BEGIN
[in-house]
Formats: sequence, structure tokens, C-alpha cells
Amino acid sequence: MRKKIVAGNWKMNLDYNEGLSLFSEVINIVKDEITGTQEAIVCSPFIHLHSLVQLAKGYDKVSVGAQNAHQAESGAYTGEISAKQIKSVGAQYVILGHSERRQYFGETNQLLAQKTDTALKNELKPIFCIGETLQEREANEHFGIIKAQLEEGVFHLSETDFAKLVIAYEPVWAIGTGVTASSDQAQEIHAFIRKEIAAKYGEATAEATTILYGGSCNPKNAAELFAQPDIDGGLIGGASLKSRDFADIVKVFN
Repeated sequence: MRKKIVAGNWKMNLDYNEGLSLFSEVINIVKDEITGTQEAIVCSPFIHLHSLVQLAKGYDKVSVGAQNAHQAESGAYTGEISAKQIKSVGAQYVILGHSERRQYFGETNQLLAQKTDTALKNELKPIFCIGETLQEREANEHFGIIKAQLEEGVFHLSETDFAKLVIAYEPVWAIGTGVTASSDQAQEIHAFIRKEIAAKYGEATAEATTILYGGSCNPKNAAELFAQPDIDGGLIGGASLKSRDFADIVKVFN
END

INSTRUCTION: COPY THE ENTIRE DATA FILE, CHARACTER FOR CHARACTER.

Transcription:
[in-house]
Formats: sequence, structure tokens, C-alpha cells
Amino acid sequence: MRKKIVAGNWKMNLDYNEGLSLFSEVINIVKDEITGTQEAIVCSPFIHLHSLVQLAKGYDKVSVGAQNAHQAESGAYTGEISAKQIKSVGAQYVILGHSERRQYFGETNQLLAQKTDTALKNELKPIFCIGETLQEREANEHFGIIKAQLEEGVFHLSETDFAKLVIAYEPVWAIGTGVTASSDQAQEIHAFIRKEIAAKYGEATAEATTILYGGSCNPKNAAELFAQPDIDGGLIGGASLKSRDFADIVKVFN
Repeated sequence: MRKKIVAGNWKMNLDYNEGLSLFSEVINIVKDEITGTQEAIVCSPFIHLHSLVQLAKGYDKVSVGAQNAHQAESGAYTGEISAKQIKSVGAQYVILGHSERRQYFGETNQLLAQKTDTALKNELKPIFCIGETLQEREANEHFGIIKAQLEEGVFHLSETDFAKLVIAYEPVWAIGTGVTASSDQAQEIHAFIRKEIAAKYGEATAEATTILYGGSCNPKNAAELFAQPDIDGGLIGGASLKSRDFADIVKVFN